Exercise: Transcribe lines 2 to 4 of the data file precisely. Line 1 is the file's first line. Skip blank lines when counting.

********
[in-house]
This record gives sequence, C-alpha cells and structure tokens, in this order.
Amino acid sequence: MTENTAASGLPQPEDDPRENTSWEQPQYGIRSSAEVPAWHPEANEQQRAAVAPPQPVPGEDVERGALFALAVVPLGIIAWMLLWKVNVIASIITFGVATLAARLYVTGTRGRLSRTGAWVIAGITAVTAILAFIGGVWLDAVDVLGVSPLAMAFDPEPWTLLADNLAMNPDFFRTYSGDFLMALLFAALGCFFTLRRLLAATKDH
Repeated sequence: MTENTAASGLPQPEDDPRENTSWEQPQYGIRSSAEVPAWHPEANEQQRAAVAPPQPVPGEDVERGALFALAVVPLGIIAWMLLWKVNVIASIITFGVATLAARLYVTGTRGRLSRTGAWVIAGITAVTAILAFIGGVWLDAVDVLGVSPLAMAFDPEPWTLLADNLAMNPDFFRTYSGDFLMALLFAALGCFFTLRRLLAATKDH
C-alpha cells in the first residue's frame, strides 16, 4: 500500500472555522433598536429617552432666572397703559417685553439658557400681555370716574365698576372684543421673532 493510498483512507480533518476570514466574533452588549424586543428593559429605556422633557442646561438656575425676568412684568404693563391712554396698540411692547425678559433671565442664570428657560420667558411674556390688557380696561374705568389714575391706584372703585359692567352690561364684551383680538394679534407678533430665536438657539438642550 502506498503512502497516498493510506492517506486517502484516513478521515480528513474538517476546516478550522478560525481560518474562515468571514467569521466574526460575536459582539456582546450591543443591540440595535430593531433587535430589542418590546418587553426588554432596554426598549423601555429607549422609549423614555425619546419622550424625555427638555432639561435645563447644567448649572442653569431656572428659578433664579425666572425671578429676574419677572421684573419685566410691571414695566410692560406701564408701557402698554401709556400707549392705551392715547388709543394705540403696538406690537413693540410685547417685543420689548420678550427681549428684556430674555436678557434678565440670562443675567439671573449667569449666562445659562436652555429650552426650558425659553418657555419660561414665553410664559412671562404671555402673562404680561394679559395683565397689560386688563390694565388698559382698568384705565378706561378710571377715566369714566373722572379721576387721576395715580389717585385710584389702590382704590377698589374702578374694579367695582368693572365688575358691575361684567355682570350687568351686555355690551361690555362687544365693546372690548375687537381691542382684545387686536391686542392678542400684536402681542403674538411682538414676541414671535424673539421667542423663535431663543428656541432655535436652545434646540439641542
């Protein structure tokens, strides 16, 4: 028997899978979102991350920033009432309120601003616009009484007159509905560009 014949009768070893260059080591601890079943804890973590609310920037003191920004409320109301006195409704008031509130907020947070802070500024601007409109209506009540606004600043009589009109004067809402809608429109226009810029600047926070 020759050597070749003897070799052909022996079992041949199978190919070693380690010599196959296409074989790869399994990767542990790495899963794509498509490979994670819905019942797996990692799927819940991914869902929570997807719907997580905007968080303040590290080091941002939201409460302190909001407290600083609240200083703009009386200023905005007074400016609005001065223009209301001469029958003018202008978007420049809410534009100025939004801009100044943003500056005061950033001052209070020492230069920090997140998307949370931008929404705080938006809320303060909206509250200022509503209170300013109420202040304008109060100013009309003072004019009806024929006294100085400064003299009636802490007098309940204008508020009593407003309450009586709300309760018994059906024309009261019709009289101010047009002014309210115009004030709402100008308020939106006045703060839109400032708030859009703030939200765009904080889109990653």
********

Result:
This record gives sequence, C-alpha cells and structure tokens, in this order.
Amino acid sequence: MTENTAASGLPQPEDDPRENTSWEQPQYGIRSSAEVPAWHPEANEQQRAAVAPPQPVPGEDVERGALFALAVVPLGIIAWMLLWKVNVIASIITFGVATLAARLYVTGTRGRLSRTGAWVIAGITAVTAILAFIGGVWLDAVDVLGVSPLAMAFDPEPWTLLADNLAMNPDFFRTYSGDFLMALLFAALGCFFTLRRLLAATKDH
Repeated sequence: MTENTAASGLPQPEDDPRENTSWEQPQYGIRSSAEVPAWHPEANEQQRAAVAPPQPVPGEDVERGALFALAVVPLGIIAWMLLWKVNVIASIITFGVATLAARLYVTGTRGRLSRTGAWVIAGITAVTAILAFIGGVWLDAVDVLGVSPLAMAFDPEPWTLLADNLAMNPDFFRTYSGDFLMALLFAALGCFFTLRRLLAATKDH